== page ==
Bills Digest no. 66 2011–12
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This Digest was prepared for debate. It reflects the legislation as introduced and does not canvass subsequent amendments. This Digest does not have any official legal status. Other sources should be consulted to determine the subsequent official status of the Bill.
Social Policy Section
28 October 2011
Date introduced: 24 August 2011
Portfolio: Education, Employment and Workplace Relations
Commencement: Sections 1 to 3 will commence on the day the Act receives Royal Assent. All other items in Schedule 1 will commence on a date to be fixed by Proclamation. However, for any item in Schedule 1 that does not commence within six months of the Act receiving Royal Assent, the item will commence on the day after the six-month period.
Links: The links to the Bill, its Explanatory Memorandum and second reading speech can be found on the Bill's home page, or through http://www.aph.gov.au/bills/. When Bills have been passed and have received Royal Assent, they become Acts, which can be found at the ComLaw website at http://www.comlaw.gov.au/.
The National Vocational Education and Training Regulator Amendment Bill 2011 (the Bill) proposes to amend the National Vocational Education and Training Regulator Act 2011 (the Act) to:
- insert an objects clause
- substitute a new section 9 to clarify when a training organisation registered with the National Vocational Education and Training Regulator, now known as the Australian Skills Quality Authority (ASQA), is immune from and when it is subject to, state and territory laws in the jurisdiction in which it is operating and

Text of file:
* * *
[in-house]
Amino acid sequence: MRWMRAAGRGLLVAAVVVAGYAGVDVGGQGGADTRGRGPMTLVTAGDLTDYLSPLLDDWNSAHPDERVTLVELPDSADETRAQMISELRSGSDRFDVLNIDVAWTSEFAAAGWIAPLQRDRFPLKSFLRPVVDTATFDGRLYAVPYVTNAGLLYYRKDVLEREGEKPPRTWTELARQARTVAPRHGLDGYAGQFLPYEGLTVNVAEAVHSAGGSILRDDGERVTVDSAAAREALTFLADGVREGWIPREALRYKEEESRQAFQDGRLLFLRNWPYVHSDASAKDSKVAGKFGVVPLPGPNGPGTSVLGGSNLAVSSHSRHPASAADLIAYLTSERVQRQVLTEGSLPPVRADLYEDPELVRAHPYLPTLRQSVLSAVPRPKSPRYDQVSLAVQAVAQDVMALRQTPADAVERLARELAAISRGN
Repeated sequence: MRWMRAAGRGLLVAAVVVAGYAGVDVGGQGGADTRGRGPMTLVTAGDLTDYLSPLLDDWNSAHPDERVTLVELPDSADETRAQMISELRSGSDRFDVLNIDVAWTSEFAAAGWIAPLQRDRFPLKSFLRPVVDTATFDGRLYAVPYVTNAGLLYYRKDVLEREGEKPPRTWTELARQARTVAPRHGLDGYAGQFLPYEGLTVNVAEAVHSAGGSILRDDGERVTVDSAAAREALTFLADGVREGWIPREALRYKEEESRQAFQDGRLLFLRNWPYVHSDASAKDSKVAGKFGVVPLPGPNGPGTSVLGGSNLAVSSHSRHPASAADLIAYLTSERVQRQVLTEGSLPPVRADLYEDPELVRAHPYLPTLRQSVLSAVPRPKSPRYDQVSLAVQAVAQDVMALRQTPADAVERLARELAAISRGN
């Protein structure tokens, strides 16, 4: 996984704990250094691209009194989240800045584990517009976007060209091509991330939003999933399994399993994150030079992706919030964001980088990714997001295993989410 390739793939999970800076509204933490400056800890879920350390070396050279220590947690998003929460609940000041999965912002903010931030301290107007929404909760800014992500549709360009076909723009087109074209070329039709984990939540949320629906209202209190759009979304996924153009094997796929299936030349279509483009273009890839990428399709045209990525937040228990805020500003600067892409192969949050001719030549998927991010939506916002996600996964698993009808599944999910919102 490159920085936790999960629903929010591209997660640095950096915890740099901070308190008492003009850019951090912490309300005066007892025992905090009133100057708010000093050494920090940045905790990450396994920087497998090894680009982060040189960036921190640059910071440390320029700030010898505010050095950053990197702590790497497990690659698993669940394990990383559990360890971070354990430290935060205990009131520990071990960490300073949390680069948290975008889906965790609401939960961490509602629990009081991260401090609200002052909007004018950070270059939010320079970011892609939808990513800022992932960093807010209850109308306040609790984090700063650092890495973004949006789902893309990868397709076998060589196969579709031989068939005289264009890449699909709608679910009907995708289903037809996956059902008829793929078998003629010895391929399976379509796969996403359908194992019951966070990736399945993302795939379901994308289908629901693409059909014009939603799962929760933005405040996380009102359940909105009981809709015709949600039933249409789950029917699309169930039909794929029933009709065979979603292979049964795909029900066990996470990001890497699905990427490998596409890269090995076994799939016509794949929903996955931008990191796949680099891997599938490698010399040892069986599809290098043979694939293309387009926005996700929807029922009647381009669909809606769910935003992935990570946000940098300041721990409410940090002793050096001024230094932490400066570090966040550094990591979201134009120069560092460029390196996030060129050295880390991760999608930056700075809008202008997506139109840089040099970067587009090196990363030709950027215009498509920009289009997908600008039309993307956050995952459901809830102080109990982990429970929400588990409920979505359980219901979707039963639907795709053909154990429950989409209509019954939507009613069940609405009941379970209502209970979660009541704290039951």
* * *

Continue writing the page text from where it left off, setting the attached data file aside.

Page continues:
- to clarify other aspects of ASQA’s powers and operations. These proposed amendments cover matters relating to provider registration, audits of registered training organisations (RTOs), the amendment of accredited courses, cancellation of Vocational Education and Training (VET) qualifications, use of force provisions, the qualifications of ‘authorised officers’, legislative instruments, and information sharing with the Tertiary Education Quality Standards Agency (TEQSA).
Three Bills were associated with the establishment of ASQA:
- the National Vocational Education and Training Regulator Bill 2010
- the National Vocational Education and Training Regulator (Transitional Provisions) Bill 2010 and
- the National Vocational Education and Training Regulator (Consequential Amendments) Bill 2011.
These Bills were examined by two Senate Committees—the Standing Committee for the Scrutiny of Bills and the Standing Committee on Education, Employment and Workplace Relations (Senate Education Committee).
The Senate Committee inquiries occurred as stakeholders were raising related concerns to those addressed by the committee inquiries. These stakeholder concerns, which were also the subject of submissions to the Senate Education Committee inquiry, are discussed in the Bills Digests for the original Bills. These Bills Digests provide background to the establishment of ASQA.
The original Bills were passed without amendment. As explained in the Explanatory Memorandum (EM) for the current Bill, amendments were not made prior to the original Bills’ passage because of the nature of the states’ referral of their VET regulation powers to the Commonwealth under which the legislation was introduced.
The referral of powers in this case is ‘text-based’; that is, the states (except for Victoria and Western Australia) agreed to transfer their powers on the basis of an agreed text for the Bill establishing ASQA. As the NSW Parliament had already passed its Act transferring NSW VET regulation powers, the original Bill was passed in its agreed form to ensure that the NSW Act remained valid. The Senate Education Committee also recommended this course of action.
The current Bill now proposes to incorporate a number of the recommendations of the Senate Committee inquiries as well as responding to other concerns raised by stakeholders during the inquiries. Other recommendations and concerns were either considered beyond the scope of the Act or were addressed in a replacement EM for the original Bills.
There is no additional financial impact as a result of the Bill’s measures.
The current Bill and the original Bills establishing ASQA have raised broader questions about the process for intergovernmental agreements and text-based referral of state powers. There are also ongoing concerns about the non-participation of Victoria and Western Australia and the implications for VET regulation.